And his twin sister Kelli also played hoops at Washington, but injuries forced her to medically retire before this season.

Kingma, a 5-10 guard who starred at Jackson High where he averaged 18.4 points as a senior, had plans to attend a small Division I school before family members convinced him to walk on at UW.

“I hadn’t really thought about it and after I thought about it, it seemed like a great situation,” Kingma said. “I’m really glad I ended up doing it because it’s the best route that I could have taken.”

Kingma played sparingly in seven games as a freshman before injuries pushed him in the rotation for the final three games of the 2014-15 season.

His best game is also his most painful memory. He tallied nine points – all in the first half – on three three-pointers against Stanford in the first round of the Pac-12 tournament.

Leading 69-68 with 29 seconds left, Kingma missed the first of a 1-and-1 free throw situation before the Cardinal won the game 71-69 with a last-second three-pointer.

“It was like. ‘geez, did I really lose us the game and we’re done with the season now,’ ” Kingma said. “That’s a lot to go through as a freshman walk-on. But basketball is basketball. It’s not like I was trying to miss the free throw. My teammates and coaches believed in me.”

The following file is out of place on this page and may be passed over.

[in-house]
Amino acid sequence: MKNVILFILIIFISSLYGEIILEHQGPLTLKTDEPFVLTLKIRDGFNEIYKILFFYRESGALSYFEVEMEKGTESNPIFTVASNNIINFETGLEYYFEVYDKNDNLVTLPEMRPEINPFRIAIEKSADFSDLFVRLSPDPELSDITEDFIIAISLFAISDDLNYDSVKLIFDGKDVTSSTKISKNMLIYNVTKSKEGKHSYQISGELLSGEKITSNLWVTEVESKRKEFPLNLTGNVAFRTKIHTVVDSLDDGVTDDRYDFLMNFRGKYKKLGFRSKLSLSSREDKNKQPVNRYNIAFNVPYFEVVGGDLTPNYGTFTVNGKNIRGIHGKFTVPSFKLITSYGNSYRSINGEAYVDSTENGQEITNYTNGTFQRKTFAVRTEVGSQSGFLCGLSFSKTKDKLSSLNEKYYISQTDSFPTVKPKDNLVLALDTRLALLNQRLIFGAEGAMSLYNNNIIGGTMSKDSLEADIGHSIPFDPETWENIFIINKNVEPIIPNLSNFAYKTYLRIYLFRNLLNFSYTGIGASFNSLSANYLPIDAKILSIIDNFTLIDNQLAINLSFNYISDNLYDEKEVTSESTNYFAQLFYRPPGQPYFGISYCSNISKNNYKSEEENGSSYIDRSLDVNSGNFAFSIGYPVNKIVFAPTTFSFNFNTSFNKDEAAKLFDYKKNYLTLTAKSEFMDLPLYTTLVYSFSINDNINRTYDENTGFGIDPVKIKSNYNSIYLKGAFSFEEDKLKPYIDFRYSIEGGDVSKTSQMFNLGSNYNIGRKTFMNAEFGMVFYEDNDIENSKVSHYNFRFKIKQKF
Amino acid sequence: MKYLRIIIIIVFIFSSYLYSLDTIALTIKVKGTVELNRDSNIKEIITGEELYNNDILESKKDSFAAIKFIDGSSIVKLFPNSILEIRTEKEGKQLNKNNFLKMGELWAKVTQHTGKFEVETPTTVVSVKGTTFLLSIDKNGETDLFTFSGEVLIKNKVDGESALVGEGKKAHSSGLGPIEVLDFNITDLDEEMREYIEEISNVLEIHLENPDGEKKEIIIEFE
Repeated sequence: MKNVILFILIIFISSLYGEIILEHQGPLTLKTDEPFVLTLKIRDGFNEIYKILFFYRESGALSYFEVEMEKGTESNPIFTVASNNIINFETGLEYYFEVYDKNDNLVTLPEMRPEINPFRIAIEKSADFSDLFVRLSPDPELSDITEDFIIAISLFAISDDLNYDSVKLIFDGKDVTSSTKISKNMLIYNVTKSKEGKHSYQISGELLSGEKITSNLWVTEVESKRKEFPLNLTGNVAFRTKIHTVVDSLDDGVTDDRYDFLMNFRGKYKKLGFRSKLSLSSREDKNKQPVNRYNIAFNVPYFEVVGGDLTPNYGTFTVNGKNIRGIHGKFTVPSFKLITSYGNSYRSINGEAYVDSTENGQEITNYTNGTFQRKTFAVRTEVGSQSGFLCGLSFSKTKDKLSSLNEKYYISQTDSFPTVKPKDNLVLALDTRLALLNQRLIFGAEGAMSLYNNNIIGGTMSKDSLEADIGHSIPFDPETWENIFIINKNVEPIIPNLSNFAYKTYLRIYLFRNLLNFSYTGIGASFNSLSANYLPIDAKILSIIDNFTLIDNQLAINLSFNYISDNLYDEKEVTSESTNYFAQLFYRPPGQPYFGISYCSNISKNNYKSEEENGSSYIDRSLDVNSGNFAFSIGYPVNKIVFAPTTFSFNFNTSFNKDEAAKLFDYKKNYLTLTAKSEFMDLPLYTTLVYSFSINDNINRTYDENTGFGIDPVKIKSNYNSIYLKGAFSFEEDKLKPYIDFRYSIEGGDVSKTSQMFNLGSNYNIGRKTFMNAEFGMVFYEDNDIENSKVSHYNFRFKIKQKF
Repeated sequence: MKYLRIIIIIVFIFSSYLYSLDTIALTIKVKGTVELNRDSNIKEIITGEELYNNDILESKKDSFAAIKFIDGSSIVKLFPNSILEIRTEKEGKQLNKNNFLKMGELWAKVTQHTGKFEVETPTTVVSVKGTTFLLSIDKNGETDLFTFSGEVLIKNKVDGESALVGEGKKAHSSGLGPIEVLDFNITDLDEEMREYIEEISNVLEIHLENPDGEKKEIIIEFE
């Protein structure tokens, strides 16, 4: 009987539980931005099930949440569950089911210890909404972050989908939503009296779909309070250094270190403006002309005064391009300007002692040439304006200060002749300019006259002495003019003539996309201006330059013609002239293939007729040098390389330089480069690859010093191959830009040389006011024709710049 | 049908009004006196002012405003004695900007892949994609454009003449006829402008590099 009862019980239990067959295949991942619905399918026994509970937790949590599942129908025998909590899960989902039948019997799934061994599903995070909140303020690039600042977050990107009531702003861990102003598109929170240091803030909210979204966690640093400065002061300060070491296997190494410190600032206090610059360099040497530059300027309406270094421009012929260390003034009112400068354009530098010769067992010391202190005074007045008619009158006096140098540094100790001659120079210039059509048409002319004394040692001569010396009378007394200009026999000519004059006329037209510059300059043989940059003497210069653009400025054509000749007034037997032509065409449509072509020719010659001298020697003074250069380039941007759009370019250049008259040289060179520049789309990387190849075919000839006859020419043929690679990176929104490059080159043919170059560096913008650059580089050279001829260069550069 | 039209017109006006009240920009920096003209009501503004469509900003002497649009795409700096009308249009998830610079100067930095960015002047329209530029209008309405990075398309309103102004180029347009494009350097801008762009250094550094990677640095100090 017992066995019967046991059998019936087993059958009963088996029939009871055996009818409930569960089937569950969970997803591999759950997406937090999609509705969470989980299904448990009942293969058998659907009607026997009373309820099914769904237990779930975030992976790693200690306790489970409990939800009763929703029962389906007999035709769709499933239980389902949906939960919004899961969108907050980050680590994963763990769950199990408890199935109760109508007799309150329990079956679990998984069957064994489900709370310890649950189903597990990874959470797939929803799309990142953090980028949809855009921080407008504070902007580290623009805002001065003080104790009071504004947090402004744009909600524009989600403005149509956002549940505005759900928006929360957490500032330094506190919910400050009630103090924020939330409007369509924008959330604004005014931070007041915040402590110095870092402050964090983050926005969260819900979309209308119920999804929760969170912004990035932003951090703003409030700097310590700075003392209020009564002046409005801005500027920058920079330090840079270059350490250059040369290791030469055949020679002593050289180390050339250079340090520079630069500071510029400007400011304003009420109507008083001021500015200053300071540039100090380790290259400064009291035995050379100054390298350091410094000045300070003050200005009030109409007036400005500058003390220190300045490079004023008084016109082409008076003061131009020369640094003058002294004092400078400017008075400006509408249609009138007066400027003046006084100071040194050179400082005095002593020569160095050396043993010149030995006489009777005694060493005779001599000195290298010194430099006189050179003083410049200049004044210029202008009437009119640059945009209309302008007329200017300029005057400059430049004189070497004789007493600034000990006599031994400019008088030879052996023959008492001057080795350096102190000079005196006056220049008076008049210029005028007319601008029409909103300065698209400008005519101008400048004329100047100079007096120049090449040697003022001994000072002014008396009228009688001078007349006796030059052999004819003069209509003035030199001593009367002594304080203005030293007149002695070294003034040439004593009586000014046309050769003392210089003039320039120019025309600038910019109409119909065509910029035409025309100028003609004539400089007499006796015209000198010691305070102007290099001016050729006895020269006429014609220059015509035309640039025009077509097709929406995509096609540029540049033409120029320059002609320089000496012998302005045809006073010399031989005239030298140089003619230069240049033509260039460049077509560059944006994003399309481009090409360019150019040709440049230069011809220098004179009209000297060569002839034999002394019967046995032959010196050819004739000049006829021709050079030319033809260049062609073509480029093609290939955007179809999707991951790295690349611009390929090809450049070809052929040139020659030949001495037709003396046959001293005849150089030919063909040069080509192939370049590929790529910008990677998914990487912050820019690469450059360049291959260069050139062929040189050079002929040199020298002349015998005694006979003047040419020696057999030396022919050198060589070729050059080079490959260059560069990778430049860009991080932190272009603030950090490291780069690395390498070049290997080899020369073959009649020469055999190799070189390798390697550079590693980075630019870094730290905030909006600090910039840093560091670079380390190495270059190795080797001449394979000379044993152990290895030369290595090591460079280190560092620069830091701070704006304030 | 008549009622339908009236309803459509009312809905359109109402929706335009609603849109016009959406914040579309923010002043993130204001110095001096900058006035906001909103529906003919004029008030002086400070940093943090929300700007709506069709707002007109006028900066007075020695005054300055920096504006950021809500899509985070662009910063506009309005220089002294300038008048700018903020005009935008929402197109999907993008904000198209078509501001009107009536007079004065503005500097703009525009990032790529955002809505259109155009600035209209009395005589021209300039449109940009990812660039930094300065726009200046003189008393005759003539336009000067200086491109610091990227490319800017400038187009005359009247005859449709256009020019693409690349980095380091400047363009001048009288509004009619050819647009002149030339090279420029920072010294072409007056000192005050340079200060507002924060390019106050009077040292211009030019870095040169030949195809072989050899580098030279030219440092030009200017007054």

That summer, Romar awarded Kingma a scholarship making him the first UW walk-on to receive a scholarship since Will Conroy in 2001.

There were times early in their freshman season when Kingma and Bowman thought they made a mistake to walk on at Washington.

Bowman, who still lives with his mom and commutes every day from Mountlake Terrace, said he had thoughts about leaving the team after his freshman year.

“Before the season, we were really grinding and I wasn’t used to that schedule coming out of high school,” Bowman who lives with his mother and commutes daily from Mountlake Terrace. “I was thinking this is tough, this may not be for me and I don’t know if I can do it all four years. That was probably the low point.”

In addition to the grueling schedule, walk-ons don’t receive the financial benefits or playing time that goes to teammates.

“You go into it thinking, I’ll be fine not playing and you know why you’re not playing, but that doesn’t make it easy,” Kingma said. “Even if you know that maybe there’s guys better than me on the team, it’s not like that makes it easy to sit on the bench.

“The role of a walk-on is to be selfless nd hard-working. You got to bring energy everyday whether you feel it or not. You have to really got to love where you’re at and what you’re doing because it’s hard a lot of time. But if you really do love it, that’s what it takes. It’s not easy.”

Bowman admits he may not have made it without Kingma’s support.

“I’m happy that I made it, but I’m also a little sentimental,” he said. “Looking back on all that I’ve been through with (Kingma), we’ve had our ups and downs. There’s been good times and some bad times. But it’s just been a great experience.”